Authored By: Alicia Lammers
Neocate is one of the many popular brands of formula for infants and young children who are allergic to cow’s milk. Recent reports and studies have linked the formula to an increased risk of bone fracture and rickets in children. There has even been a case of a parent being accused of child abuse because of fractures which couldn’t be explained.
Our client and friend Eric T Chaffin writes about how this formula is connected to bone problems. Neocate is a product that is dairy free, soy oil free, and is considered an “amino-acid-based” formula designed to prevent an allergic reaction.
Scientist found evidence in a study of children being fed only Neocate formula had an abnormally low level of phosphate in the blood which is related to bone problems. Doctors detected this condition in these children and noticed they also had problems with fractures, rickets, and a vitamin-D deficiency that results in soft and deformed bones.
Chaffin writes in “94 percent of the cases” these children had deformed bones, fractures, vitamin-D deficiency, or rickets. Many children improved when they were taken off Neocate or given a supplemental phosphate.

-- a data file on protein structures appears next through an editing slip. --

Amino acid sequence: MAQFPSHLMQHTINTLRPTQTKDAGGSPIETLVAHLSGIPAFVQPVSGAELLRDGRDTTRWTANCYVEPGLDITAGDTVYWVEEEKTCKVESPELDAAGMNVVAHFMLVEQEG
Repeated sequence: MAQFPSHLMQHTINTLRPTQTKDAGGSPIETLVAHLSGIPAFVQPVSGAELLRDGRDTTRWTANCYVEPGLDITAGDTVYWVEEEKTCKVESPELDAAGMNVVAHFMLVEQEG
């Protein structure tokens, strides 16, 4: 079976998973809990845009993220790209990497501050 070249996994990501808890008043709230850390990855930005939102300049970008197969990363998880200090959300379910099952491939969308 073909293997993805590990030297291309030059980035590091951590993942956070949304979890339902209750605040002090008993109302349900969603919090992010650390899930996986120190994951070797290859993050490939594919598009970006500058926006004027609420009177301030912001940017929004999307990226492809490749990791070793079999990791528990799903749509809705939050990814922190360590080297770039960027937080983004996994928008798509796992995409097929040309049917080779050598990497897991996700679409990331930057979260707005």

Parents who are feeding their child Neocate should be on the lookout for these related problems with their child. According to Clarion Ledger, a father in Mississippi was accused of child abuse because his 10-year-old son who has cerebral palsy had unexplained fractures. Child Protective Services started an investigation when the father could not explain how his son’s wrist was fractured when he took him to the hospital.
The father hired a lawyer and later realized Neocate might be the source of the unexplained fractures. The lawyer was able to have the child service inquiry closed. After the case was closed, the son was placed in the hospital for five months to be weaned off the formula.
Parents who are giving their child Neocate are strongly encouraged to visit a doctor and have the child’s blood tested for low phosphate levels.
For more information on bone fractures with Neocate, click here to read Eric T. Chaffin’s article.